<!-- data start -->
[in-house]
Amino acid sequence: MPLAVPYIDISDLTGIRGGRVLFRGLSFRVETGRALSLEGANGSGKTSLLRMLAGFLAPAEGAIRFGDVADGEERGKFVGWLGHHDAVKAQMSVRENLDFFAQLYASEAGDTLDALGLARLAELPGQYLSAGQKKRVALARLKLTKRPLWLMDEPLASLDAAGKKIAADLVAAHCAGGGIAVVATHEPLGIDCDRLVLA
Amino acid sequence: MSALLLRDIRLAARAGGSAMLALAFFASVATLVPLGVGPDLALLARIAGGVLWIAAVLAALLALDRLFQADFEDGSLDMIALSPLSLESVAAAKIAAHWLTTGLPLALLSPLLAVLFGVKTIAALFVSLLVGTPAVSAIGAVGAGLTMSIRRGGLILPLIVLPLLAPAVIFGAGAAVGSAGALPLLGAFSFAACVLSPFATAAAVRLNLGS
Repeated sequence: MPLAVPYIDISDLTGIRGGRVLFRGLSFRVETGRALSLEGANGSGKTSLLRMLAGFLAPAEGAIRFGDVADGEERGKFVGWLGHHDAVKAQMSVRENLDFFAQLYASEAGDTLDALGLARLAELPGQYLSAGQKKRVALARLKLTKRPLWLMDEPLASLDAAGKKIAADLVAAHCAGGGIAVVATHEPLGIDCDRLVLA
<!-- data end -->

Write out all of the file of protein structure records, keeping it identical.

[in-house]
Amino acid sequence: MPLAVPYIDISDLTGIRGGRVLFRGLSFRVETGRALSLEGANGSGKTSLLRMLAGFLAPAEGAIRFGDVADGEERGKFVGWLGHHDAVKAQMSVRENLDFFAQLYASEAGDTLDALGLARLAELPGQYLSAGQKKRVALARLKLTKRPLWLMDEPLASLDAAGKKIAADLVAAHCAGGGIAVVATHEPLGIDCDRLVLA
Amino acid sequence: MSALLLRDIRLAARAGGSAMLALAFFASVATLVPLGVGPDLALLARIAGGVLWIAAVLAALLALDRLFQADFEDGSLDMIALSPLSLESVAAAKIAAHWLTTGLPLALLSPLLAVLFGVKTIAALFVSLLVGTPAVSAIGAVGAGLTMSIRRGGLILPLIVLPLLAPAVIFGAGAAVGSAGALPLLGAFSFAACVLSPFATAAAVRLNLGS
Repeated sequence: MPLAVPYIDISDLTGIRGGRVLFRGLSFRVETGRALSLEGANGSGKTSLLRMLAGFLAPAEGAIRFGDVADGEERGKFVGWLGHHDAVKAQMSVRENLDFFAQLYASEAGDTLDALGLARLAELPGQYLSAGQKKRVALARLKLTKRPLWLMDEPLASLDAAGKKIAADLVAAHCAGGGIAVVATHEPLGIDCDRLVLA